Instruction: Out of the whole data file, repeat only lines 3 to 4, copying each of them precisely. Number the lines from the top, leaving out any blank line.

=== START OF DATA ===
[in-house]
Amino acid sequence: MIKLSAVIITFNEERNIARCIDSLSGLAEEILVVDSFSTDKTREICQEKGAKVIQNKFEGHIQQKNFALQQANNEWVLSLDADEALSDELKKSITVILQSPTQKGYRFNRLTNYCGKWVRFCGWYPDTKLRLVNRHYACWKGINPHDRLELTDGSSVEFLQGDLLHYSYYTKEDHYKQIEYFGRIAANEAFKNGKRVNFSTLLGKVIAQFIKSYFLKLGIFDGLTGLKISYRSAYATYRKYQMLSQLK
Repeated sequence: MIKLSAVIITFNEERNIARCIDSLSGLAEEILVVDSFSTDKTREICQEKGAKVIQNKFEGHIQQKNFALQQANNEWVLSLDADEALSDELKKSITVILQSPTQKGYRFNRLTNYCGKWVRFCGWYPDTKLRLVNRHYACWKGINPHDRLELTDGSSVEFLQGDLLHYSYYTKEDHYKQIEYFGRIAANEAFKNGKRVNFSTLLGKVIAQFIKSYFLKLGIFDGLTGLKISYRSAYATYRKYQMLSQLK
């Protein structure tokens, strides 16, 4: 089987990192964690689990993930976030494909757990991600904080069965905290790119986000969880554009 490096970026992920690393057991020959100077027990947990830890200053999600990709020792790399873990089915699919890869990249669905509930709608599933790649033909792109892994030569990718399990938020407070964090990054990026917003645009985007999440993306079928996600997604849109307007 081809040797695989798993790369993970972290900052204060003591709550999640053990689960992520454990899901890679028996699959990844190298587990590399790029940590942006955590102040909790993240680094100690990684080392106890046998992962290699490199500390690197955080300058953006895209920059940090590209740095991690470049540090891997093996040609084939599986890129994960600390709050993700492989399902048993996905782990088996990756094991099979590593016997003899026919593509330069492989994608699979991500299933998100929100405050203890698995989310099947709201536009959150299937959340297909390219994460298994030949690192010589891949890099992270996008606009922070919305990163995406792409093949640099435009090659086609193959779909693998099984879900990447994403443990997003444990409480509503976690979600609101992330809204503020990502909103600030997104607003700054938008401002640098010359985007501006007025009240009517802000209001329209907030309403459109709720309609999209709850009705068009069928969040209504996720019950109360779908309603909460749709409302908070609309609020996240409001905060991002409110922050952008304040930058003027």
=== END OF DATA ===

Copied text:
Repeated sequence: MIKLSAVIITFNEERNIARCIDSLSGLAEEILVVDSFSTDKTREICQEKGAKVIQNKFEGHIQQKNFALQQANNEWVLSLDADEALSDELKKSITVILQSPTQKGYRFNRLTNYCGKWVRFCGWYPDTKLRLVNRHYACWKGINPHDRLELTDGSSVEFLQGDLLHYSYYTKEDHYKQIEYFGRIAANEAFKNGKRVNFSTLLGKVIAQFIKSYFLKLGIFDGLTGLKISYRSAYATYRKYQMLSQLK
């Protein structure tokens, strides 16, 4: 089987990192964690689990993930976030494909757990991600904080069965905290790119986000969880554009 490096970026992920690393057991020959100077027990947990830890200053999600990709020792790399873990089915699919890869990249669905509930709608599933790649033909792109892994030569990718399990938020407070964090990054990026917003645009985007999440993306079928996600997604849109307007 081809040797695989798993790369993970972290900052204060003591709550999640053990689960992520454990899901890679028996699959990844190298587990590399790029940590942006955590102040909790993240680094100690990684080392106890046998992962290699490199500390690197955080300058953006895209920059940090590209740095991690470049540090891997093996040609084939599986890129994960600390709050993700492989399902048993996905782990088996990756094991099979590593016997003899026919593509330069492989994608699979991500299933998100929100405050203890698995989310099947709201536009959150299937959340297909390219994460298994030949690192010589891949890099992270996008606009922070919305990163995406792409093949640099435009090659086609193959779909693998099984879900990447994403443990997003444990409480509503976690979600609101992330809204503020990502909103600030997104607003700054938008401002640098010359985007501006007025009240009517802000209001329209907030309403459109709720309609999209709850009705068009069928969040209504996720019950109360779908309603909460749709409302908070609309609020996240409001905060991002409110922050952008304040930058003027």